Thursday, October 04, 2012

Booker T & The MGs - McLemore Avenue (1970)

In 1970, Booker T. & The MGs, the famous quartet and house band for Stax Records re-recorded The Beatles' Abbey Road almost in its entirety. They also copied the original's iconic album cover and even named the platter, McLemore Avenue, after the street that was home to their recording studio, just like the Beatles did for their classic.

This wasn't just a group trying to cash in on a good thing. The MGs were virtuosos paying tribute to the world's most famous rock band and one of their acknowledged masterworks. Booker T. Jones is on record as saying he was so enamored of the Fabs’ 1969 album that this was his way of saying thanks.

Just like The Beatles did on Abbey Road, The MGs assembled the songs on McLemore Avenue into medleys. Track one is more than a fifteen minute cruise through the three songs that made up Paul McCartney's "Golden Slumbers" medley with George Harrison's "Here Comes The Sun" and John Lennon's "Come Together" tacked on for good measure. At times the band was faithful to the original melodies but Jones (keyboards), Steve Cropper (guitar), the late Donald "Duck" Dunn (bass), and the long-departed Al Jackson Jr. (drums) used their imaginative interpretive skills to elaborate on the originals without wandering so far afield that they lost sight of The Beatles' artistic intentions.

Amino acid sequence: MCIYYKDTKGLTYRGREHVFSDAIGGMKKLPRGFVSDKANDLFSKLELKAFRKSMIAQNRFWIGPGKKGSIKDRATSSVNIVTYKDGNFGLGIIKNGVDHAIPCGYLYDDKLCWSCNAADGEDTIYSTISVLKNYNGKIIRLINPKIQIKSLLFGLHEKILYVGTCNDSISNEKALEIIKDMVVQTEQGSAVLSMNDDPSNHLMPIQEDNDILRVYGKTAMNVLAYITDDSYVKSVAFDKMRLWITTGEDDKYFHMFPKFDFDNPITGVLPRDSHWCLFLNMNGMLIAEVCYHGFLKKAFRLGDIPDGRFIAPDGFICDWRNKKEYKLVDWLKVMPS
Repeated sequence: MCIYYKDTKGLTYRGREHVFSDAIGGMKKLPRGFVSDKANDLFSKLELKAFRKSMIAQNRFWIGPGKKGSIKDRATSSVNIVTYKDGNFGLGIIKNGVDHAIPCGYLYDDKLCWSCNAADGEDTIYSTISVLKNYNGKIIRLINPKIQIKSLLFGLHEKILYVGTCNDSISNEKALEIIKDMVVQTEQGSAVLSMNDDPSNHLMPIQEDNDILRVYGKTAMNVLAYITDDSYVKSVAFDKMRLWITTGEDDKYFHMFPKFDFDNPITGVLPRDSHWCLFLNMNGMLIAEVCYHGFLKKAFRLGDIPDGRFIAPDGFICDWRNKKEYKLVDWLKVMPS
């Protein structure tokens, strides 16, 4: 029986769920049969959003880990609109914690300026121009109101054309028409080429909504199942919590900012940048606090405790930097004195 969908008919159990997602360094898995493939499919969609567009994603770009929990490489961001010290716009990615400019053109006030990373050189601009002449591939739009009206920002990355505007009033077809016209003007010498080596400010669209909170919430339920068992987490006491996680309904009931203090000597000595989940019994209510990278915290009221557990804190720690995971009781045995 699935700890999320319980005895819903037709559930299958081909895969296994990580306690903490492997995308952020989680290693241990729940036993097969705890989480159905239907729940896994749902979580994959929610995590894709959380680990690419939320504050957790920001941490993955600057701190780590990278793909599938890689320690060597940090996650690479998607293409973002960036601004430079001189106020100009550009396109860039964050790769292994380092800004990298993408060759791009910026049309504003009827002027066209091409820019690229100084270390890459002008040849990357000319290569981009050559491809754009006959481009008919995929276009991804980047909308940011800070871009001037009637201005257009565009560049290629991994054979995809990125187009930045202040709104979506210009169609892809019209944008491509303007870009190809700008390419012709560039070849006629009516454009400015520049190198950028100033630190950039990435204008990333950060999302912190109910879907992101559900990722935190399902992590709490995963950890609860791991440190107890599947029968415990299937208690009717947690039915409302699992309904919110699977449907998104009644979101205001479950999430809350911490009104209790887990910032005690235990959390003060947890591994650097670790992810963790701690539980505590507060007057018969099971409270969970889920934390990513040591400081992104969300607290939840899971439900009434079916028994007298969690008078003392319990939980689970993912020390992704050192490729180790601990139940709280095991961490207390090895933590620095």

In the hands of the MGs, "Something," the song Stax released as a single, became a low key R & B treat that proved Harrsion's much-loved ballad possessed more soul than anyone (maybe even its composer) ever knew it had. The track is more jazz than R & B with both Cropper and Jones playing stupendous stuff.

Side two opens with "Because"/"You Never Give Me Your Money." Lennon's soft ballad was given a much heavier treatment that completely changed the mood of the piece. McCartney's meandering melody on the latter tune already sounded like a mini-suite even before The MGs' version saw the light of day. Here, they use it as a way to show off their formidable improvisational skills.

Most of the rest of side two of Abbey Road is featured on the final 10:40 track with "I Want You (She's So Heavy)" included as the finale. Stripped of all The Beatles multi-layered production these unencumbered arrangements prove how good The Beatles were at composing melodies.

Overall, Jones and company instinctively knew when to be restrained, when to rock, when to follow the melody, and when to be expansive. It's not just the MGs best album, it just might be the best salute to The Beatles ever released. It's definitely one of the must hear discs from the entire Stax catalog.

The remastered and expanded version of McLemore Avenue, currently available at Amazon on CD or mp3, includes several other Beatles' songs the great Memphis band covered on earlier albums.

1 comment:

  1. CBC Radio would use the MG's version of Carry That Weight to fill space before the hourly news in the late 70s. I knew from reading about the Beatles that this LP existed but it took me forever to actually find a copy. It is every bit as brilliant as you have described. A few years ago, I also snagged a CD version at a Borders in Rochester, so as to have easy access to this in digital format. My wife asked me why I was listening to elevator music (oh well..)

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